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Book Review: "What Catholics should know about Church Teaching on the Environment" by Dr. Chris Thompson

Stewardship of Creation: What Catholics Should Know about Church Teaching on the Environment by Marie George. Indianapolis: Saint Catherine of Sienna Press, 2009. Pp. x + 144.  $14.99.
If you’re like me, you’ve been searching for a resource that takes both our Catholic faith and the issue of environmental stewardship seriously. Ideally, it would be a user-friendly book that is accessible to the ordinary person, not too technical, something that might serve in a parish setting or small group seminar as a prompt for good conversation. It would lead us through questions and faithful reflections that we might not have considered before, while keeping the conversation decidedly focused on our Catholic doctrinal tradition. The book should be relatively short, reader friendly and available. 

Seek, and ye shall find! 
The book is Stewardship of Creation: What Catholics Should Know about Church Teaching on the Environment by Marie George.
George is a Professor of Philosophy at St. John’s University in New York where she teaches Environmental Ethics and Science & Religion – all that according to the back cover. Not mentioned is the fact that she received her training in the thought of St. Thomas Aquinas at the Laval University in Québec.  Insiders know that Laval was famous for emphasizing the importance of the natural philosophy of Aristotle within the theological work of St. Thomas. Translation: the questions surrounding the meaning of the natural order and our place within it go very deep in George’s outlook. Readers are spared the technical issues lurking at these deeper academic levels; instead they are provided a reliable and thoughtful tour of the fundamental questions at stake. These are not the musings of a disaffected Luddite; but of an accomplished Catholic philosopher-- in a very accessible format. Each brief chapter includes a synoptic “Take Home Message,” as well as discussion questions. In the hands of a competent parish Catechist, the book could be put to great use.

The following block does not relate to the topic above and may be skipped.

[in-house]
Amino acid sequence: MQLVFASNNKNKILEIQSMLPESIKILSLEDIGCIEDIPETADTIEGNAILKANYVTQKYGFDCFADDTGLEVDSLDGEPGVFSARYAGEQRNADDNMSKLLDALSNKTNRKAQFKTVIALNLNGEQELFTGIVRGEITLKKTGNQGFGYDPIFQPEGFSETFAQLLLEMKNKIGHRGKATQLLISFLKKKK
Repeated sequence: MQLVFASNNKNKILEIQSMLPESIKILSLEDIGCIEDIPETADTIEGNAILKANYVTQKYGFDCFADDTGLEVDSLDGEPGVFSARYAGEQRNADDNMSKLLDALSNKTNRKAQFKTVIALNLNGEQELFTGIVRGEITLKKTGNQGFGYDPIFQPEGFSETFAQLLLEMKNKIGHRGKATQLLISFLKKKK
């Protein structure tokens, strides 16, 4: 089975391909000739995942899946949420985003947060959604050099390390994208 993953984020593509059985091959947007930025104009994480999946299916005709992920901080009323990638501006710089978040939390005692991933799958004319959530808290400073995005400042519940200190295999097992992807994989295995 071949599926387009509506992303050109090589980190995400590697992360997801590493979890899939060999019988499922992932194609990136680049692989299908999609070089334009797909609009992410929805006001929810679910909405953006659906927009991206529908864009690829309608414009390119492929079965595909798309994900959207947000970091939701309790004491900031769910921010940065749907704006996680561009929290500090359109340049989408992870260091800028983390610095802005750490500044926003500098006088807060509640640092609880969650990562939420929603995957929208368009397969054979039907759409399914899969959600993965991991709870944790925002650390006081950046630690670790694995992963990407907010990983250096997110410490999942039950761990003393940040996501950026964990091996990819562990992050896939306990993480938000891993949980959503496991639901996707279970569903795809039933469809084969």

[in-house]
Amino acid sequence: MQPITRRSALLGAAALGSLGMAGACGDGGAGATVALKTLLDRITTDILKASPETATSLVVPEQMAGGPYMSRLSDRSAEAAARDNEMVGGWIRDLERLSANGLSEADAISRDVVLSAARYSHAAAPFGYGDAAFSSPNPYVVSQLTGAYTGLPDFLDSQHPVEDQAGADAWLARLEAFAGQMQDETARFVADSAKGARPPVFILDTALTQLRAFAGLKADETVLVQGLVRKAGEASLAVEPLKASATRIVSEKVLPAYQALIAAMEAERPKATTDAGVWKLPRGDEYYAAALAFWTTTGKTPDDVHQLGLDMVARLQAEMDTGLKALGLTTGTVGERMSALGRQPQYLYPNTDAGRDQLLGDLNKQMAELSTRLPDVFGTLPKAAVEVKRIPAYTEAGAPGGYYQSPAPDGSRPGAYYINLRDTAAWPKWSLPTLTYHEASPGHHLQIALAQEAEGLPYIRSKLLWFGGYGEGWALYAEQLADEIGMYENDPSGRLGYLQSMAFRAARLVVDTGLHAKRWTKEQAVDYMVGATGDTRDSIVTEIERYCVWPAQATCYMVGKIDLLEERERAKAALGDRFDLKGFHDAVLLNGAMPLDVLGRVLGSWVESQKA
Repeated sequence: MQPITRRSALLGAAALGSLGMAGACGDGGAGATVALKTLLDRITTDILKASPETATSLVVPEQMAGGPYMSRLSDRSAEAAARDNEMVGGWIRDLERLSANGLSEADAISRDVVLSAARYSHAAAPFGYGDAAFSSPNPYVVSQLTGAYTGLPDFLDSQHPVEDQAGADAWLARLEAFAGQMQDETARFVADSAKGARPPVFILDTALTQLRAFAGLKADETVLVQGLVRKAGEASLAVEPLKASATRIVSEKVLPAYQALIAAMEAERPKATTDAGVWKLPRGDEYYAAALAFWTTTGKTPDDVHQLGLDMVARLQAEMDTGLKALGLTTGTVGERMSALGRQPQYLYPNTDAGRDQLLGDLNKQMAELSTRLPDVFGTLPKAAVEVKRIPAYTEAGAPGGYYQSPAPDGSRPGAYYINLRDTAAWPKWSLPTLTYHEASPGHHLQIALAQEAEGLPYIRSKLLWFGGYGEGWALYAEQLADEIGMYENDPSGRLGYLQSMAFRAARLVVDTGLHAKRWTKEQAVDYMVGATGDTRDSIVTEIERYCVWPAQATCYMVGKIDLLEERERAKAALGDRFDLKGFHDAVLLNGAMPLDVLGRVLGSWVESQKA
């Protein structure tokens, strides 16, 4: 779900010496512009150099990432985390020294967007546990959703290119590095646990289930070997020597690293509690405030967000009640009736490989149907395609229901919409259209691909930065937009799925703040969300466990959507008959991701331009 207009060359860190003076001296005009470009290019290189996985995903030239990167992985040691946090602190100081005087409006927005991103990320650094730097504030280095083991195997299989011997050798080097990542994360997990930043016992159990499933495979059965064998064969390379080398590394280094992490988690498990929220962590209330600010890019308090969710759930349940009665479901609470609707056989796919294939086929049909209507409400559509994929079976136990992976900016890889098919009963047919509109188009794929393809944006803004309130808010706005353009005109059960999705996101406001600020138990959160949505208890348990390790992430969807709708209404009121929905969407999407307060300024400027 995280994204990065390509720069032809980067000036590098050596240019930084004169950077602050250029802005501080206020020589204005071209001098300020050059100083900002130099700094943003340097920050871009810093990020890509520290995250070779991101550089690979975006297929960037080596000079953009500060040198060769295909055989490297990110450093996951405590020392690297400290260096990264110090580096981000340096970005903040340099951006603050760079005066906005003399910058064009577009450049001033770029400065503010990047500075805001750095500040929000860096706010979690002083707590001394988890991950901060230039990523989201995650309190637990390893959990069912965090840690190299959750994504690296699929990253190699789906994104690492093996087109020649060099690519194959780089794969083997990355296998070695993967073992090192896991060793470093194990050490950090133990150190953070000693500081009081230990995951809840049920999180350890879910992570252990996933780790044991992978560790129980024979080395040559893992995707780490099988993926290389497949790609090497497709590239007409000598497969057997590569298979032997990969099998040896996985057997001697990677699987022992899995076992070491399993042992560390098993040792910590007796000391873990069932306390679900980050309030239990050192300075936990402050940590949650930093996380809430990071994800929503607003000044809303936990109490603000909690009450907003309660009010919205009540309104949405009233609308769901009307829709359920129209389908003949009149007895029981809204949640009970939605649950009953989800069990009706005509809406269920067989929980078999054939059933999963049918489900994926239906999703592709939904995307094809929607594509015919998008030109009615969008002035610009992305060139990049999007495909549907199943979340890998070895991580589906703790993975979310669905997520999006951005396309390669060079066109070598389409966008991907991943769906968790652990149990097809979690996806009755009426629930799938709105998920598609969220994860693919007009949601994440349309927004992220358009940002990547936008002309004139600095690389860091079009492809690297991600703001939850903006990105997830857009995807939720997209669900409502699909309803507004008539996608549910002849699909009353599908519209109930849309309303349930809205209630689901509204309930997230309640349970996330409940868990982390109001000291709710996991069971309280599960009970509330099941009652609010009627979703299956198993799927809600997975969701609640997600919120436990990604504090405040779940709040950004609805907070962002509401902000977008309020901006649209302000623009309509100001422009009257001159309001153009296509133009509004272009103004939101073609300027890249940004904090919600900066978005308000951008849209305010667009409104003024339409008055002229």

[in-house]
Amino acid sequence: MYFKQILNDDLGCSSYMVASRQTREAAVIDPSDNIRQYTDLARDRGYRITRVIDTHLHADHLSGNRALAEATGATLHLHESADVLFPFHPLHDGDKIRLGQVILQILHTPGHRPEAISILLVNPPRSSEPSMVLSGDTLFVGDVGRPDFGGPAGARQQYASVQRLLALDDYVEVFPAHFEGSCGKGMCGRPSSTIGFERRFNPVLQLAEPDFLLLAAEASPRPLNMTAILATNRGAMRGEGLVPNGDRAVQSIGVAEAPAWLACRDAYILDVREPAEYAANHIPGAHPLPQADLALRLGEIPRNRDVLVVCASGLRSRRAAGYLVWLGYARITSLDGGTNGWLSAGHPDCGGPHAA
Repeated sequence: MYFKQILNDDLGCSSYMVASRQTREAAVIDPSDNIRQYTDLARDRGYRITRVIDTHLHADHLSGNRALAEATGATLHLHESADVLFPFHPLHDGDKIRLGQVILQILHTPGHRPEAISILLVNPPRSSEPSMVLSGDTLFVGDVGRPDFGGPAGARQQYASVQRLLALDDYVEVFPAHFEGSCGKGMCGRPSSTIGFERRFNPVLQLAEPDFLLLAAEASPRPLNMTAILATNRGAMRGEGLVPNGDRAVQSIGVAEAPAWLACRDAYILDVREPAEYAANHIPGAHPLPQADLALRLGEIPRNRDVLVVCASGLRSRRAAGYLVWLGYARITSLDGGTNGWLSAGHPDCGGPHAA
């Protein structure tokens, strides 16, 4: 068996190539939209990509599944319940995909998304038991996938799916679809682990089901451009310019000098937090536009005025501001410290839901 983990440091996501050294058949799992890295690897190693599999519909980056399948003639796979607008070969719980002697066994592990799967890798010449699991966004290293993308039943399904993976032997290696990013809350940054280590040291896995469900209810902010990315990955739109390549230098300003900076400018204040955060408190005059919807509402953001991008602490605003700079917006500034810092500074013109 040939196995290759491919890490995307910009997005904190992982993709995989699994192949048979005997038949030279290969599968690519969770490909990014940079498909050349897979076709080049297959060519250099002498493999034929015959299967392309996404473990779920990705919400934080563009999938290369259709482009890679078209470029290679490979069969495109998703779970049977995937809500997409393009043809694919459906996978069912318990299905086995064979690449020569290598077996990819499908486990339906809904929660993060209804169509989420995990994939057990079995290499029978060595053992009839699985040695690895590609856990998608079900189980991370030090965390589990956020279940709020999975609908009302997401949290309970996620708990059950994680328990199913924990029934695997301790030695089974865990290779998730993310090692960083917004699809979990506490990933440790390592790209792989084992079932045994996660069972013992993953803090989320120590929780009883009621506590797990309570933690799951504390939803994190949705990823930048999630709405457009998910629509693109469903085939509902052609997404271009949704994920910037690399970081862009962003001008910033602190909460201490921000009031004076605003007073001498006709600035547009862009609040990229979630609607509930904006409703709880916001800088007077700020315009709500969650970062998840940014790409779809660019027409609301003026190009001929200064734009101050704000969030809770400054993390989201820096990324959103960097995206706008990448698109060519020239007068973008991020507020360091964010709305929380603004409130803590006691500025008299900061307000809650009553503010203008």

Chapter One opens with a standard trope: the reference to Lynn White’s now classic article which appeared in Science in 1967, “The Historical Roots of the Ecological Crisis.” Though White’s conclusion is itself somewhat tamer, the argument he made there has forever established the essay within the canon of literature on the environment and the Christian faith. White suggested then that the Christian faith is itself in large measure to blame for our environmental crises. The charge has stuck ever since and has become the standard point of departure for virtually every discussion of the matter. Professor George adds to this perspective the “contra mundum” spirit that has pervaded Christian tradition, the reductivism of Enlightenment science, human sinfulness and the issues of population. It’s a healthy potpourri of reasons why environmental concern may want to be spontaneously dismissed from “serious Catholic” considerations. 
Chapter Two takes up the defense and provides an overview of the some of the central texts in Scripture (specifically Genesis) that point to an alternative position regarding human beings and their place within the natural order. The Professor turns the reader’s attention to key passages of The Compendium of the Social Doctrine of the Church. George provides an important service by directing readers to this somewhat over-looked but important resource in Catholic conscience formation that was produced at the request of John Paul II by the Pontifical Council for Justice and Peace in 2004. That said, if I had one reservation with her presentation here it would be the too frequent references to too many competing resources within a single chapter (e.g., The Compendium of Social Doctrine, The Catechism of the Catholic Church, and then also The Compendium of the Catechism). The effect may be confusion rather than illumination of what the Church invites us to consider.